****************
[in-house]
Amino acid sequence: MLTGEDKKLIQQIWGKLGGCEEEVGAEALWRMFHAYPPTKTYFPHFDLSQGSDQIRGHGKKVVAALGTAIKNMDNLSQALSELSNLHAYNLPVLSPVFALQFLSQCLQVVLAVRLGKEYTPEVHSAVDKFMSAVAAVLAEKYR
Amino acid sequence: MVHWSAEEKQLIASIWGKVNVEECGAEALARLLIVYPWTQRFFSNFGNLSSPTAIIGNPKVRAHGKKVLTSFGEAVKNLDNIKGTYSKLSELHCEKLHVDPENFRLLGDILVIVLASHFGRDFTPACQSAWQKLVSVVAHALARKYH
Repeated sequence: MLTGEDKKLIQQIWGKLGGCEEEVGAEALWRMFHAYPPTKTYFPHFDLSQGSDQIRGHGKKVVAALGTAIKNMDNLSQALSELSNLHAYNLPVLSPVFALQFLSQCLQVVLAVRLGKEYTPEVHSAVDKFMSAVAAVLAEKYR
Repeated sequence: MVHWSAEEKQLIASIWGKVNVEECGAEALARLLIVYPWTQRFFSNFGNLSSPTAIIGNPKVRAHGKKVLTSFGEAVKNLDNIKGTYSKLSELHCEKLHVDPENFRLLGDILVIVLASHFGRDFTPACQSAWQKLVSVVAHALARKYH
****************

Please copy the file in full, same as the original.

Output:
[in-house]
Amino acid sequence: MLTGEDKKLIQQIWGKLGGCEEEVGAEALWRMFHAYPPTKTYFPHFDLSQGSDQIRGHGKKVVAALGTAIKNMDNLSQALSELSNLHAYNLPVLSPVFALQFLSQCLQVVLAVRLGKEYTPEVHSAVDKFMSAVAAVLAEKYR
Amino acid sequence: MVHWSAEEKQLIASIWGKVNVEECGAEALARLLIVYPWTQRFFSNFGNLSSPTAIIGNPKVRAHGKKVLTSFGEAVKNLDNIKGTYSKLSELHCEKLHVDPENFRLLGDILVIVLASHFGRDFTPACQSAWQKLVSVVAHALARKYH
Repeated sequence: MLTGEDKKLIQQIWGKLGGCEEEVGAEALWRMFHAYPPTKTYFPHFDLSQGSDQIRGHGKKVVAALGTAIKNMDNLSQALSELSNLHAYNLPVLSPVFALQFLSQCLQVVLAVRLGKEYTPEVHSAVDKFMSAVAAVLAEKYR
Repeated sequence: MVHWSAEEKQLIASIWGKVNVEECGAEALARLLIVYPWTQRFFSNFGNLSSPTAIIGNPKVRAHGKKVLTSFGEAVKNLDNIKGTYSKLSELHCEKLHVDPENFRLLGDILVIVLASHFGRDFTPACQSAWQKLVSVVAHALARKYH